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Tomography

Harvard's Description


Tome
is Greek for slice. The standard slice orientation in most brain imaging is transaxial or "axial". Left is shown at right. Note that, like the "lower organs", we look up to the brain. Other standard planes of view are coronal and sagittal. Non-tomographic images represent "projections" from a single point of view and include bolus contrast x-ray angiograms and MR angiograms.

Tomographic images are made up of little squares called "pixels" (picture elements), each of which takes a grey-scale value from 1 (black) to 256 (white). Each pixel represents brain tissue which is about 1 mm. on each of two sides. The thickness of the slice is often 3 or 5 mm, thus creating a three-dimensional volume element, or "voxel", which is shaped like a shoe box. Pixel intensity represents an average from tissue within the voxel.

Image Types

bulletCT (roentgen-ray computed tomography) A beam of x-rays is shot straight through the brain. As it comes out the other side, the beam is blunted slightly because it has hit dense living tissues on the way through. Blunting or "attenuation" of the x-ray comes from the density of the tissue encountered along the way. Very dense tissue like bone blocks lots of x-rays; grey matter blocks some and fluid even less. X-ray detectors positioned around the circumference of the scanner collect attenuation readings from multiple angles. A computerized algorithm reconstructs an image of each slice.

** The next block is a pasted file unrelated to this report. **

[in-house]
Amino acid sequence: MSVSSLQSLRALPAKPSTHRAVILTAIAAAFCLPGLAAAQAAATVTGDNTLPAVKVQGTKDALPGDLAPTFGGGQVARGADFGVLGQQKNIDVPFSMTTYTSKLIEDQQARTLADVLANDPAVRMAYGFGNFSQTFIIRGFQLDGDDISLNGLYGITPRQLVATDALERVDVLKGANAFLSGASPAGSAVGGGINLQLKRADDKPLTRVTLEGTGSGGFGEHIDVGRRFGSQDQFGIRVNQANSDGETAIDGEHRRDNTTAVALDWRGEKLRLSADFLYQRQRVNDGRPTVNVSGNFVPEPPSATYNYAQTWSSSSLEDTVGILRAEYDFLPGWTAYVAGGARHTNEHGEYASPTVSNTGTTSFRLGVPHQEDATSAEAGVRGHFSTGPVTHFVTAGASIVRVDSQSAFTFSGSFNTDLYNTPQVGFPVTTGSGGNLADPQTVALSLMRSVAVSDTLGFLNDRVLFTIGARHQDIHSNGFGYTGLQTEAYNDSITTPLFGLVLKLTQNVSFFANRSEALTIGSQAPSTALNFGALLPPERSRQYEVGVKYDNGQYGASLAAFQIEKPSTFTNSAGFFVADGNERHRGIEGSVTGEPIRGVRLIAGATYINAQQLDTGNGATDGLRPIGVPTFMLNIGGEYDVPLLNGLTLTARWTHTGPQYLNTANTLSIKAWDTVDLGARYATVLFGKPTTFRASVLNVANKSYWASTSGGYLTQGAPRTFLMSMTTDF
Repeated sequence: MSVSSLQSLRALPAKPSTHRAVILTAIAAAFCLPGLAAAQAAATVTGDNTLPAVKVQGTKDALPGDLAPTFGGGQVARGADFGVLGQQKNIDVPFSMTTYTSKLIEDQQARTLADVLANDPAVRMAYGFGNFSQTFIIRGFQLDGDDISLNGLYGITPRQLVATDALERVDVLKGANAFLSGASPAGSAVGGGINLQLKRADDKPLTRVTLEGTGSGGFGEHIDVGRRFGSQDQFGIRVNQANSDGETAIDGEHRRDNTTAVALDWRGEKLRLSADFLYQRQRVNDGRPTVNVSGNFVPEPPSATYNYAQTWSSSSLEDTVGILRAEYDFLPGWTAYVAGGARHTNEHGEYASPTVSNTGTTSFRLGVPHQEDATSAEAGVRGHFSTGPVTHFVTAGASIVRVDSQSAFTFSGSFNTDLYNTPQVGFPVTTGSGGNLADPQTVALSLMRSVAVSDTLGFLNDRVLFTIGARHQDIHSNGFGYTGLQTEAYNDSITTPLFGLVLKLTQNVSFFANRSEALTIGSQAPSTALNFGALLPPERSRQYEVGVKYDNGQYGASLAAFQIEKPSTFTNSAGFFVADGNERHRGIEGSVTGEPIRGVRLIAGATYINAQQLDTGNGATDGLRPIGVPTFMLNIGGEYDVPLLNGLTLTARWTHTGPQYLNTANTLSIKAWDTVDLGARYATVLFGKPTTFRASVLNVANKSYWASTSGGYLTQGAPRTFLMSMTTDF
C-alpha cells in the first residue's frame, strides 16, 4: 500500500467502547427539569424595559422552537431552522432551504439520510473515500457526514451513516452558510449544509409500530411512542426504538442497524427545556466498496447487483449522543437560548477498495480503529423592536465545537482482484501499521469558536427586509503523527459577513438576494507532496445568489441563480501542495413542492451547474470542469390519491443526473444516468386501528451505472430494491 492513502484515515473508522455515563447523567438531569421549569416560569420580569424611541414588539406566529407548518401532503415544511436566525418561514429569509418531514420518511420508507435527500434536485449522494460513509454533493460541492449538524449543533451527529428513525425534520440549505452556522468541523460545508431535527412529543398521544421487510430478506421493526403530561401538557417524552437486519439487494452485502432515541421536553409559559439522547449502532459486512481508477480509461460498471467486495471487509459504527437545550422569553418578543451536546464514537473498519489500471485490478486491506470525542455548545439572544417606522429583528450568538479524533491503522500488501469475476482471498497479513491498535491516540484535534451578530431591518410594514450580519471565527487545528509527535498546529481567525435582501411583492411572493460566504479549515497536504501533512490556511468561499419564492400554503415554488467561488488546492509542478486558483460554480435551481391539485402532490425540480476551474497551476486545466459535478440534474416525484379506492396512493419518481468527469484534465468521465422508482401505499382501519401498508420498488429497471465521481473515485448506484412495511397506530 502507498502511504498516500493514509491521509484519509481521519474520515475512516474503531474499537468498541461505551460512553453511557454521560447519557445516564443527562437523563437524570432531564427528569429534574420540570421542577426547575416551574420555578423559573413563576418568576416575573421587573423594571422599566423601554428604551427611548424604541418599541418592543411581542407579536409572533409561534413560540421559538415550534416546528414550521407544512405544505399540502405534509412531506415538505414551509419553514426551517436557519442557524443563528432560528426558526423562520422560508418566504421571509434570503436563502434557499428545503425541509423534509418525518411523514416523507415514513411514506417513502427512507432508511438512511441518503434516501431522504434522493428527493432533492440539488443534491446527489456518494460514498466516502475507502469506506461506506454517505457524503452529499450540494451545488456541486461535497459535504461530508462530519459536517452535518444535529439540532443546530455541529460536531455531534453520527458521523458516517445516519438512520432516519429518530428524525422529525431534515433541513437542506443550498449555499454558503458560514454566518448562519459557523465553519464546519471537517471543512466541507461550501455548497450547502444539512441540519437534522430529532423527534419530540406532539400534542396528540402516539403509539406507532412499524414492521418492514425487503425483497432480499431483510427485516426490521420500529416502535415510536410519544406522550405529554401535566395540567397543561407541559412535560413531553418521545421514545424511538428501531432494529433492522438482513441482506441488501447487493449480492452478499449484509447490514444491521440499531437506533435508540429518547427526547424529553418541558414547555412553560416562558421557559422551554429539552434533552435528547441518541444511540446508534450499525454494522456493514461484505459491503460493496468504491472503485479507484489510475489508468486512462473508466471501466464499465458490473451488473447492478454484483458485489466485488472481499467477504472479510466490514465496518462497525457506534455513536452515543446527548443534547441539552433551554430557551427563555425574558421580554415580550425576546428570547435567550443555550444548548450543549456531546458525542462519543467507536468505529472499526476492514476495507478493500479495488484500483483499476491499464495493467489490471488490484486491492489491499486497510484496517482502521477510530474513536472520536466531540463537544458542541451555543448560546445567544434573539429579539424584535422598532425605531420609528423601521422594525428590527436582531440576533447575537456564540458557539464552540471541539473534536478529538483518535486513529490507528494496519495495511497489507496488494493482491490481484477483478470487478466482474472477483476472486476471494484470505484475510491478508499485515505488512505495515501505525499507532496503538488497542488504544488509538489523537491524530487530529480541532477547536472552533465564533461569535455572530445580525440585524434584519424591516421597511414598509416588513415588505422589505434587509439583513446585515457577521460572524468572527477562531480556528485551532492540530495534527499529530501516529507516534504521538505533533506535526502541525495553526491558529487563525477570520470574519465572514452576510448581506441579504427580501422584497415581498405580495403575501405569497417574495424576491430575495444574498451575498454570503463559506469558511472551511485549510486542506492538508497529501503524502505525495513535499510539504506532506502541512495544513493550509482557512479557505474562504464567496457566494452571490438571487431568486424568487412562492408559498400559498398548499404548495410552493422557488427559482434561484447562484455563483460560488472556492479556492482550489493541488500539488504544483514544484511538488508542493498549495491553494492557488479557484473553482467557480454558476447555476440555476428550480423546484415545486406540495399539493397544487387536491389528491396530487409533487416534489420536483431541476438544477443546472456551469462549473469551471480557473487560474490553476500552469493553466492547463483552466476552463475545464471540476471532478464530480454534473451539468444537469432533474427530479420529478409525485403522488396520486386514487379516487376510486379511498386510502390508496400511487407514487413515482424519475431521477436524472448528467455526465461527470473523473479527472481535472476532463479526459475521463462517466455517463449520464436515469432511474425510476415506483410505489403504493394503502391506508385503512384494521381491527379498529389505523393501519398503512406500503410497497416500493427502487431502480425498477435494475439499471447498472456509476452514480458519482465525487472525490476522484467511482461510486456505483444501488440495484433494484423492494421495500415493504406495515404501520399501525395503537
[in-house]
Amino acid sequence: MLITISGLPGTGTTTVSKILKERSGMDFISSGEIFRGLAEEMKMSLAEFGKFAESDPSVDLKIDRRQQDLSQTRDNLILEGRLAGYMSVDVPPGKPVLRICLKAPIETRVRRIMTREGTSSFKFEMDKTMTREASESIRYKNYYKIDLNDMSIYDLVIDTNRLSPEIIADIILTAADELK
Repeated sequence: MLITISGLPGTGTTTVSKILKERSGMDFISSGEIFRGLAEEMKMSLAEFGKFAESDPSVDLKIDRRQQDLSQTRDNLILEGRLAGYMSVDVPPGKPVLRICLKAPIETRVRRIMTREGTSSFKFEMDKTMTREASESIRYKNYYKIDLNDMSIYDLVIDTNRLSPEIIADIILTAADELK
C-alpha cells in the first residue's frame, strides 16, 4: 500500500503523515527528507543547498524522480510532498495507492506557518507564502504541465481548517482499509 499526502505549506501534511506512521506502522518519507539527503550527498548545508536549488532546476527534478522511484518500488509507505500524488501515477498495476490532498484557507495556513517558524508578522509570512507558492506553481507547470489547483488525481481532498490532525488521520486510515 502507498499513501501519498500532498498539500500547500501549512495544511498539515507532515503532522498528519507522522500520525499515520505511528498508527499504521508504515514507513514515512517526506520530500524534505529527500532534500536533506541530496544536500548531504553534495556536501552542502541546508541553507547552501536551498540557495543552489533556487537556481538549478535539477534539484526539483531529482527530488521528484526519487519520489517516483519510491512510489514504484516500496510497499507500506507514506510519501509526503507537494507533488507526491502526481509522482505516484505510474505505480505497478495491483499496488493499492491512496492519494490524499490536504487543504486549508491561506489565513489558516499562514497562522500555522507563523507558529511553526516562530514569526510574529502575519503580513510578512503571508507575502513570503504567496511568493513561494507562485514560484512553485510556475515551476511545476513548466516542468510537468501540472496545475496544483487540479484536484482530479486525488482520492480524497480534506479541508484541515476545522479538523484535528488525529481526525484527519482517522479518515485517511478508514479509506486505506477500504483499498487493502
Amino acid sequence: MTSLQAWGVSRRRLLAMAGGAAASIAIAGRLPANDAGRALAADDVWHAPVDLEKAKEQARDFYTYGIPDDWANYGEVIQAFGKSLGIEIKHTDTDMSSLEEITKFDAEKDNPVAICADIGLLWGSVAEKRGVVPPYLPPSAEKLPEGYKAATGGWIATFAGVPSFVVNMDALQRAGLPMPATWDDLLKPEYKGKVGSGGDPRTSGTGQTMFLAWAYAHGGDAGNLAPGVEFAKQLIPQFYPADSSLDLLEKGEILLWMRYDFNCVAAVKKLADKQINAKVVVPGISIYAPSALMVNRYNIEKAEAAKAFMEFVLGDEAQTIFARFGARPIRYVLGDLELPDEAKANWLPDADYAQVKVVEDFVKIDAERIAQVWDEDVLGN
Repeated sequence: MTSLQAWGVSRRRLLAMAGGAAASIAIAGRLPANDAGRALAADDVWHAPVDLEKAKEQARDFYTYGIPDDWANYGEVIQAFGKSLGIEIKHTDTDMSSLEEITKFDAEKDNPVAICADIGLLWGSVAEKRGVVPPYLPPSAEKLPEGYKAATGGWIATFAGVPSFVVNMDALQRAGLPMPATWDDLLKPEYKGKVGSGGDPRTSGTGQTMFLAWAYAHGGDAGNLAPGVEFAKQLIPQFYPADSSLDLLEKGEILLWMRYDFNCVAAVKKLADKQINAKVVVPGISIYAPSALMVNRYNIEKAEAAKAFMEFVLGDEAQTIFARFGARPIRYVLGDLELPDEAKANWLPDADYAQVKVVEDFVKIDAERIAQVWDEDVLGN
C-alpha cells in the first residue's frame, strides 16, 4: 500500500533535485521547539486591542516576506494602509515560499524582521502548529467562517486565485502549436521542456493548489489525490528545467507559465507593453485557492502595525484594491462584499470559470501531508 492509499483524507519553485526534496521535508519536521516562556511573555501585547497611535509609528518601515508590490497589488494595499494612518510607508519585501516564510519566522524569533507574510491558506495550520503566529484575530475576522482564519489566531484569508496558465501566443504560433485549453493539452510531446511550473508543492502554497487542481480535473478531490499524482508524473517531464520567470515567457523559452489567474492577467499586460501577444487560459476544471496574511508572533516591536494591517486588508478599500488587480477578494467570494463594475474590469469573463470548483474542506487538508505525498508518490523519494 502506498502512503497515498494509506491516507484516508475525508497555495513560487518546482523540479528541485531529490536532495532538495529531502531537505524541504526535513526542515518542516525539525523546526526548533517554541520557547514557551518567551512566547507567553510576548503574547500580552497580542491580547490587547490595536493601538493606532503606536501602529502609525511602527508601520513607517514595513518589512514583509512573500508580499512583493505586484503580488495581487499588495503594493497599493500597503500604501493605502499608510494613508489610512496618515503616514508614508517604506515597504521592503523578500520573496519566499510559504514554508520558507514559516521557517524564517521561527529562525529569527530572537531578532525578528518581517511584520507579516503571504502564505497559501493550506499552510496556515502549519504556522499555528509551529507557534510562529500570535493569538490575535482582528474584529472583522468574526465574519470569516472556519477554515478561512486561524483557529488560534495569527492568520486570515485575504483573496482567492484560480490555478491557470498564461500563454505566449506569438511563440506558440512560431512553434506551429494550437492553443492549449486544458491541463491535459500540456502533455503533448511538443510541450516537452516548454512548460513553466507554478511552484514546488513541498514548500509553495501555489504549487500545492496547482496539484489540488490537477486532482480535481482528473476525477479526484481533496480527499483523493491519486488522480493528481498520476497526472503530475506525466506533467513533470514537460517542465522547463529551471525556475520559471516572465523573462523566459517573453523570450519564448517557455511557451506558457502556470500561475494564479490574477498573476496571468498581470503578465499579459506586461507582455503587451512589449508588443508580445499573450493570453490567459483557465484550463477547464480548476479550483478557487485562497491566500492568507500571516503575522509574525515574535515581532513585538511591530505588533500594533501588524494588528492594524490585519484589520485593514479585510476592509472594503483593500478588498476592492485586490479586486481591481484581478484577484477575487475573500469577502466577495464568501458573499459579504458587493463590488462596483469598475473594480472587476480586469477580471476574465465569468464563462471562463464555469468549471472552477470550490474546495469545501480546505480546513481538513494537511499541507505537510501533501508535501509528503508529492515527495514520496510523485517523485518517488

bulletMRI (magnetic resonance imaging) When protons (here brain protons) are placed in a magnetic field, they become capable of receiving and then transmitting electromagnetic energy. The strength of the transmitted energy is proportional to the number of protons in the tissue. Signal strength is modified by properties of each proton's microenvironment, such as its mobility and the local homogeneity of the magnetic field. MR signal can be "weighted" to accentuate some properties and not others.

When an additional magnetic field is superimposed, one which is carefully varied in strength at different points in space, each point in space has a unique radio frequency at which the signal is received and transmitted. This makes constructing an image possible. It represents the spatial encoding of frequency, just like a piano.

 

bulletSPECT/PET (single photon/positron emission computed tomography) When radiolabeled compounds are injected in tracer amounts, their photon emissions can be detected much like x-rays in CT. The images made represent the accumulation of the labeled compound. The compound may reflect, for example, blood flow, oxygen or glucose metabolism, or dopamine transporter concentration. Often these images are shown with a color scale.